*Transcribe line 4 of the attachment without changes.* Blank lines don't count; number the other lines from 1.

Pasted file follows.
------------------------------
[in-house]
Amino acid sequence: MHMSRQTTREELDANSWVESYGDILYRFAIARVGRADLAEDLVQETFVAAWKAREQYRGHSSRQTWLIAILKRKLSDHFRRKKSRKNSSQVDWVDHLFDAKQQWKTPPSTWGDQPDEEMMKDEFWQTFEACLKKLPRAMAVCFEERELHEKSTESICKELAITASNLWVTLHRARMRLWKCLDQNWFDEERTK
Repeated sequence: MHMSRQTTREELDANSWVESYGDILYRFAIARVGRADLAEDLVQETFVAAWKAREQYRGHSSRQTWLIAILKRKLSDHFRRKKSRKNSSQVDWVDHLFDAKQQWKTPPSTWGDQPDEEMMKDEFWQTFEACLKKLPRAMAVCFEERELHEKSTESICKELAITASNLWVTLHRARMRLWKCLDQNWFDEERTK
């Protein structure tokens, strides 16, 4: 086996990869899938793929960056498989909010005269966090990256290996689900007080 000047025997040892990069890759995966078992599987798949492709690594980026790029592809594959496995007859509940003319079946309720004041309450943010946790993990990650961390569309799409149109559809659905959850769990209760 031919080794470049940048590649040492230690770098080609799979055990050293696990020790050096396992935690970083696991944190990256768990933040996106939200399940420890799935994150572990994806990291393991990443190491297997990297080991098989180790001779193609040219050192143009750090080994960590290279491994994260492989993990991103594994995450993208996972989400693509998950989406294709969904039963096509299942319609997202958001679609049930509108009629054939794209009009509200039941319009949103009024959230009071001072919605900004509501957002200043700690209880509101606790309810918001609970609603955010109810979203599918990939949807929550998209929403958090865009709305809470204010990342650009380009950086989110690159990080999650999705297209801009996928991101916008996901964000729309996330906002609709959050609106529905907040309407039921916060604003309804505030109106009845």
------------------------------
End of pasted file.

């Protein structure tokens, strides 16, 4: 086996990869899938793929960056498989909010005269966090990256290996689900007080 000047025997040892990069890759995966078992599987798949492709690594980026790029592809594959496995007859509940003319079946309720004041309450943010946790993990990650961390569309799409149109559809659905959850769990209760 031919080794470049940048590649040492230690770098080609799979055990050293696990020790050096396992935690970083696991944190990256768990933040996106939200399940420890799935994150572990994806990291393991990443190491297997990297080991098989180790001779193609040219050192143009750090080994960590290279491994994260492989993990991103594994995450993208996972989400693509998950989406294709969904039963096509299942319609997202958001679609049930509108009629054939794209009009509200039941319009949103009024959230009071001072919605900004509501957002200043700690209880509101606790309810918001609970609603955010109810979203599918990939949807929550998209929403958090865009709305809470204010990342650009380009950086989110690159990080999650999705297209801009996928991101916008996901964000729309996330906002609709959050609106529905907040309407039921916060604003309804505030109106009845």